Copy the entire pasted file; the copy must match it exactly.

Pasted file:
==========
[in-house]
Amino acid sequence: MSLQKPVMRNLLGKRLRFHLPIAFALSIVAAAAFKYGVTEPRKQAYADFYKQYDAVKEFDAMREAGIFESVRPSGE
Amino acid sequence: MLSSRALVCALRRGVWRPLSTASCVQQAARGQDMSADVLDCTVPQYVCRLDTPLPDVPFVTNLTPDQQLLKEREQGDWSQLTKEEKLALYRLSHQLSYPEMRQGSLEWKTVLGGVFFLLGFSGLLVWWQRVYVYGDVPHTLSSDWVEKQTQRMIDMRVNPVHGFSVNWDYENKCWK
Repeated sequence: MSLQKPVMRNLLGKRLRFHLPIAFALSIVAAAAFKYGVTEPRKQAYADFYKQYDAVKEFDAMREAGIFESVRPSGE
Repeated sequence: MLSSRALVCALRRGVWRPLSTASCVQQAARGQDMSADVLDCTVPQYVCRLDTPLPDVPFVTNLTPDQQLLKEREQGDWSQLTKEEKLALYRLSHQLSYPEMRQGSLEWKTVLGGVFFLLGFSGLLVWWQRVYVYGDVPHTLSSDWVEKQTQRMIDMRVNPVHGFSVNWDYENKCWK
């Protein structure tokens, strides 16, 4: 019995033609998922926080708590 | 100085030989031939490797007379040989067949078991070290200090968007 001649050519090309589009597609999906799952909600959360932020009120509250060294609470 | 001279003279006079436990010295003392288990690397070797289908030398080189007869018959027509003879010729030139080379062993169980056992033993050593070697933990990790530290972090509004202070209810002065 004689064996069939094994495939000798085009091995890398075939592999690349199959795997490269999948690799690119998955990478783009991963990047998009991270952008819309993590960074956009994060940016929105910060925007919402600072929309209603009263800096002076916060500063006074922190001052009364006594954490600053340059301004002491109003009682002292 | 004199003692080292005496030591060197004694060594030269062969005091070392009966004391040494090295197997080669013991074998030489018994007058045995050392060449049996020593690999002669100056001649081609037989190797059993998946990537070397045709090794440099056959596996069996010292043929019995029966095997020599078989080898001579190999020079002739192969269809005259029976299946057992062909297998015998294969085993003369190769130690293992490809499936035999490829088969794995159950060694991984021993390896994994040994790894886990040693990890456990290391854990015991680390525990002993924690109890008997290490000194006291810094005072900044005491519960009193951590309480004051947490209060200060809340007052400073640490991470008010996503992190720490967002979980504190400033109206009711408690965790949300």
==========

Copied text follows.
[in-house]
Amino acid sequence: MSLQKPVMRNLLGKRLRFHLPIAFALSIVAAAAFKYGVTEPRKQAYADFYKQYDAVKEFDAMREAGIFESVRPSGE
Amino acid sequence: MLSSRALVCALRRGVWRPLSTASCVQQAARGQDMSADVLDCTVPQYVCRLDTPLPDVPFVTNLTPDQQLLKEREQGDWSQLTKEEKLALYRLSHQLSYPEMRQGSLEWKTVLGGVFFLLGFSGLLVWWQRVYVYGDVPHTLSSDWVEKQTQRMIDMRVNPVHGFSVNWDYENKCWK
Repeated sequence: MSLQKPVMRNLLGKRLRFHLPIAFALSIVAAAAFKYGVTEPRKQAYADFYKQYDAVKEFDAMREAGIFESVRPSGE
Repeated sequence: MLSSRALVCALRRGVWRPLSTASCVQQAARGQDMSADVLDCTVPQYVCRLDTPLPDVPFVTNLTPDQQLLKEREQGDWSQLTKEEKLALYRLSHQLSYPEMRQGSLEWKTVLGGVFFLLGFSGLLVWWQRVYVYGDVPHTLSSDWVEKQTQRMIDMRVNPVHGFSVNWDYENKCWK
């Protein structure tokens, strides 16, 4: 019995033609998922926080708590 | 100085030989031939490797007379040989067949078991070290200090968007 001649050519090309589009597609999906799952909600959360932020009120509250060294609470 | 001279003279006079436990010295003392288990690397070797289908030398080189007869018959027509003879010729030139080379062993169980056992033993050593070697933990990790530290972090509004202070209810002065 004689064996069939094994495939000798085009091995890398075939592999690349199959795997490269999948690799690119998955990478783009991963990047998009991270952008819309993590960074956009994060940016929105910060925007919402600072929309209603009263800096002076916060500063006074922190001052009364006594954490600053340059301004002491109003009682002292 | 004199003692080292005496030591060197004694060594030269062969005091070392009966004391040494090295197997080669013991074998030489018994007058045995050392060449049996020593690999002669100056001649081609037989190797059993998946990537070397045709090794440099056959596996069996010292043929019995029966095997020599078989080898001579190999020079002739192969269809005259029976299946057992062909297998015998294969085993003369190769130690293992490809499936035999490829088969794995159950060694991984021993390896994994040994790894886990040693990890456990290391854990015991680390525990002993924690109890008997290490000194006291810094005072900044005491519960009193951590309480004051947490209060200060809340007052400073640490991470008010996503992190720490967002979980504190400033109206009711408690965790949300």